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The Australian Federal Government last night passed the Treasury Laws Amendment (Enhancing Whistleblower Protections) Act 2019. It applies to those making authorised disclosures in a "regulated entity" and a far wider range of releasing information than is common This is part one of a series.

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Aw, bless, as they say in London's East. This scam is just so funny it's sad. It's supposedly from a central bank. Guess who's?

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Yet another case of false and fraudulent billing under the USA's Medicare system demonstrates how easy it is for medical practitioners to defraud both national and insurance-backed medical funding providers in the USA and elsewhere. Benjamin Rosenberg, D.D.S., 58, of Los Angeles, pleaded guilty to a sample count of health care fraud before U.S. District Judge John A. Kronstadt of the Central District of California. Sentencing will take place on May 23 before Judge Kronstadt. There weren't many big insurance companies he didn't defraud.

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Spammers have long been involved in directory fraud of one sort or another. Just as in the days of paper, letters are carefully phrased to make victims think they must make a payment. Then, hidden away at the bottom of the page is a note saying "this is not an invoice" and something along the lines of "you only have to pay if you want the service." These days, the spam-scammers also include something to tell you that they are complying with the USA's spam facilitation Act, mysteriously known as the Can Spam Act. And this one doesn't even tell victims what service they are supposedly subscribed to.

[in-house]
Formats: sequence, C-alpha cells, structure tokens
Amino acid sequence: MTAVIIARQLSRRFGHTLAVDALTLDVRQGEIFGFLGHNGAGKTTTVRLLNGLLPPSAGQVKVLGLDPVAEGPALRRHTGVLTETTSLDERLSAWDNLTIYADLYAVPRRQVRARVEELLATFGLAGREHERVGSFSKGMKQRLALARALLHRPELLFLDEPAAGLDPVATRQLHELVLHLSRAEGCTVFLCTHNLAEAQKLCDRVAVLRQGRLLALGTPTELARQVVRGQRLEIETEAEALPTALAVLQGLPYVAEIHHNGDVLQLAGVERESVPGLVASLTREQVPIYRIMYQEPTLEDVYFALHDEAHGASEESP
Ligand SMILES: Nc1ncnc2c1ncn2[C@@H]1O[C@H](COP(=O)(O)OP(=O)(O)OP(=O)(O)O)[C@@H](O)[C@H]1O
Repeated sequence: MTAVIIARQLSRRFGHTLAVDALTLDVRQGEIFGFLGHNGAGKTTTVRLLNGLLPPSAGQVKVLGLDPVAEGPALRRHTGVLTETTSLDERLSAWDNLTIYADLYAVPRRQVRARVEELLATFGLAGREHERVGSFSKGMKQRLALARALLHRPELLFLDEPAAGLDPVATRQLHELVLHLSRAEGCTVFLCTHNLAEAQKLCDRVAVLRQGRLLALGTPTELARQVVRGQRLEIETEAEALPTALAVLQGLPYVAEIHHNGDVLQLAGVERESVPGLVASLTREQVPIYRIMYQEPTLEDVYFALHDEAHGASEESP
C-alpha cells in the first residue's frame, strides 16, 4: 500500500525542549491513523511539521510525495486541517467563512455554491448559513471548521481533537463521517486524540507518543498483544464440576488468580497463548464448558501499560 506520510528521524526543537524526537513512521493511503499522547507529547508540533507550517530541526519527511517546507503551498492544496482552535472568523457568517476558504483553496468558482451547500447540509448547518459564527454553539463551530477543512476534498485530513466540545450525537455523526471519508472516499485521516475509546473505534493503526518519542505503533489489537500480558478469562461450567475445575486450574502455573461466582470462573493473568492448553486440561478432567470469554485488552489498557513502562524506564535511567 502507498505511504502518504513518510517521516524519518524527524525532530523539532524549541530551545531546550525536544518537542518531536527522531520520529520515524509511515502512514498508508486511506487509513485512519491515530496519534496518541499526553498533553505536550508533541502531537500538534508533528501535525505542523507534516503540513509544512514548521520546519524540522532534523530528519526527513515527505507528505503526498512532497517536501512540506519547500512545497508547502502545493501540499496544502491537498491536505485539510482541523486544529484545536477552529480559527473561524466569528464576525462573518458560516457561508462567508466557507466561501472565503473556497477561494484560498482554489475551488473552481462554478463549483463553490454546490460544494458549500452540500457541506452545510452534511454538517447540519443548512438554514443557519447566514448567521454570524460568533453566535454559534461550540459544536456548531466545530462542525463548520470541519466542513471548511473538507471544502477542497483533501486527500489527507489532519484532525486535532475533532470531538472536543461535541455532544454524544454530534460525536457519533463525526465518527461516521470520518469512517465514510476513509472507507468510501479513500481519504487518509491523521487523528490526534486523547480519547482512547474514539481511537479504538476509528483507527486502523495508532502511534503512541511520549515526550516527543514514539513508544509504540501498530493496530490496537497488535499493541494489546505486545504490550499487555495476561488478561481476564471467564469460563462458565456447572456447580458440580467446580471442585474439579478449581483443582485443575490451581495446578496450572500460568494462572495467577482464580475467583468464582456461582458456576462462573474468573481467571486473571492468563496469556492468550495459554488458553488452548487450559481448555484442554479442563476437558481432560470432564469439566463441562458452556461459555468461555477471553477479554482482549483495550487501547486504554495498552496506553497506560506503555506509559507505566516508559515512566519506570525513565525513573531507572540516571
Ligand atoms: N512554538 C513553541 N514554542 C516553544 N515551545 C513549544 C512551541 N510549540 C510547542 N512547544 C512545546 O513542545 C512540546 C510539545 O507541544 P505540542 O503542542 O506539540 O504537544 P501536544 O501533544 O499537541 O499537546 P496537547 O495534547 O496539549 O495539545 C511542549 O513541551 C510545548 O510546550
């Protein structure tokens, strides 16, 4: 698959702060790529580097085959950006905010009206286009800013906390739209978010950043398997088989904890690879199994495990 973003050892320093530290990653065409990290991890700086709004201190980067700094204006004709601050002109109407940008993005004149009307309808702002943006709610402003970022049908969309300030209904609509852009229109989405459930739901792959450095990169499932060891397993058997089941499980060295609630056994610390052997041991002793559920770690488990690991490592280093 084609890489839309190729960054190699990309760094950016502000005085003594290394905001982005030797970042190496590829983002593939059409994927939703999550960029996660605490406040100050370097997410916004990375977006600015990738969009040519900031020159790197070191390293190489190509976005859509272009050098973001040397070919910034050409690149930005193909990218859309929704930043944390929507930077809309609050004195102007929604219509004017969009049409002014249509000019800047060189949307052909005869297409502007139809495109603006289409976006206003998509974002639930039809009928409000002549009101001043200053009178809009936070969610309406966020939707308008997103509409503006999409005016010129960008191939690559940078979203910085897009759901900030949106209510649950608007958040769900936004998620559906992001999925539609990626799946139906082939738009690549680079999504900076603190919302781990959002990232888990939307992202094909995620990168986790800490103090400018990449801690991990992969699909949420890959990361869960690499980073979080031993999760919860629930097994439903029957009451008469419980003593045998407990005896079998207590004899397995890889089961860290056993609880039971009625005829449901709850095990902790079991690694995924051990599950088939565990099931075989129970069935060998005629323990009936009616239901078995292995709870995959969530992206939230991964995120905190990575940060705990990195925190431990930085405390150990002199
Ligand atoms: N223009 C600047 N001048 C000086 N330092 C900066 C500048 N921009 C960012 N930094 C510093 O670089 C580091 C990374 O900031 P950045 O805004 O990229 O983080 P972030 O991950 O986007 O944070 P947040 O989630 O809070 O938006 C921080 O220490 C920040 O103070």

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We, the people, are discriminatory. You , me, he, she are all guilty of one of the most fundamental forms of discrimination. Yet, if we reject that attitude, we become better at so many things. Importantly, it all comes down to two fundamental prejudices. And, if you are a LinkedIn user, it's almost certain that you exercise it with every visit. Read on for why your New Year's resolution should be to reject this particularly unwise way of life.

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The facts of the case are just odd. The recipient of a bribe has been jailed and ordered to pay a fine of five times the amount of the bribe. But it's what the bribe was for that beggars belief

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Just because a CFO has his hand on the cheque book doesn't mean he can write cheques for anything he likes.

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The Australian Consumer and Competition Commission has been looking at how prices at petrol pumps move, with changes taking place in what, on the face of it, seems in concert. But, the ACCC says, there is in fact no evidence of collusion: it's simply price-watching and price-matching between operators. And if consumers take advantage of hints, there could be an enormous injection of discretionary spending from disposable income or a reduction in credit card debt across the country.